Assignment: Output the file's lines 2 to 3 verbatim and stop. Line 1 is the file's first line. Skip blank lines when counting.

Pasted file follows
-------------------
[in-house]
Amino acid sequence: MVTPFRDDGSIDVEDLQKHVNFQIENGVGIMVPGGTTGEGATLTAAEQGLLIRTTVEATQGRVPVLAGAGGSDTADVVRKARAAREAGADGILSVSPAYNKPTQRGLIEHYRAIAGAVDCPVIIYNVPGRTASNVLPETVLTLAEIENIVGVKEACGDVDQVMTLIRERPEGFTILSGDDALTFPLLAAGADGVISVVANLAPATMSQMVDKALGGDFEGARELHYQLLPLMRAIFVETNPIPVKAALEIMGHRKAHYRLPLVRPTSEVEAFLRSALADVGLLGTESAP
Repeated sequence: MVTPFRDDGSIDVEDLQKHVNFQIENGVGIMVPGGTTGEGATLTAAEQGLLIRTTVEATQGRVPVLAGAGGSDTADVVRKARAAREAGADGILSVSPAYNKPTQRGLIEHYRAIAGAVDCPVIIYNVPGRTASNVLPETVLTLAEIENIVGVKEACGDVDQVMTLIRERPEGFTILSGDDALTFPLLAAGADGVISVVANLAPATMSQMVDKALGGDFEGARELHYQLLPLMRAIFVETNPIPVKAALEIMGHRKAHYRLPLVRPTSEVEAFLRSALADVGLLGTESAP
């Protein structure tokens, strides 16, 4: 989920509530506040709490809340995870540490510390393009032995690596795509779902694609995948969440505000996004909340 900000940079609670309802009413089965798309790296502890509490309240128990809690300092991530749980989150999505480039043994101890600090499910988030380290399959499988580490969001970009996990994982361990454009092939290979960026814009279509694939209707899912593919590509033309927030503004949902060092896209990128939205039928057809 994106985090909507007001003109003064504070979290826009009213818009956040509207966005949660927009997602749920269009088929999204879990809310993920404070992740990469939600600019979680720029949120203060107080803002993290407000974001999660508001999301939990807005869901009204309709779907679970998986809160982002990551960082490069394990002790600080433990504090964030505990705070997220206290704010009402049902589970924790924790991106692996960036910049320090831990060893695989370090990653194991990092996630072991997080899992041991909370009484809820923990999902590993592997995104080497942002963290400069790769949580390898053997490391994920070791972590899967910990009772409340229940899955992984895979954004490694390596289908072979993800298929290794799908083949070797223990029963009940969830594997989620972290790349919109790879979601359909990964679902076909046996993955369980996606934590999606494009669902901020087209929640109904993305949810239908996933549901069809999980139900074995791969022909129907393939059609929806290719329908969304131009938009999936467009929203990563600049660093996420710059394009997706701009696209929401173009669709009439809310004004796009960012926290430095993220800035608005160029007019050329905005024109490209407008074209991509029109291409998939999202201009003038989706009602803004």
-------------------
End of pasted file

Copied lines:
Amino acid sequence: MVTPFRDDGSIDVEDLQKHVNFQIENGVGIMVPGGTTGEGATLTAAEQGLLIRTTVEATQGRVPVLAGAGGSDTADVVRKARAAREAGADGILSVSPAYNKPTQRGLIEHYRAIAGAVDCPVIIYNVPGRTASNVLPETVLTLAEIENIVGVKEACGDVDQVMTLIRERPEGFTILSGDDALTFPLLAAGADGVISVVANLAPATMSQMVDKALGGDFEGARELHYQLLPLMRAIFVETNPIPVKAALEIMGHRKAHYRLPLVRPTSEVEAFLRSALADVGLLGTESAP
Repeated sequence: MVTPFRDDGSIDVEDLQKHVNFQIENGVGIMVPGGTTGEGATLTAAEQGLLIRTTVEATQGRVPVLAGAGGSDTADVVRKARAAREAGADGILSVSPAYNKPTQRGLIEHYRAIAGAVDCPVIIYNVPGRTASNVLPETVLTLAEIENIVGVKEACGDVDQVMTLIRERPEGFTILSGDDALTFPLLAAGADGVISVVANLAPATMSQMVDKALGGDFEGARELHYQLLPLMRAIFVETNPIPVKAALEIMGHRKAHYRLPLVRPTSEVEAFLRSALADVGLLGTESAP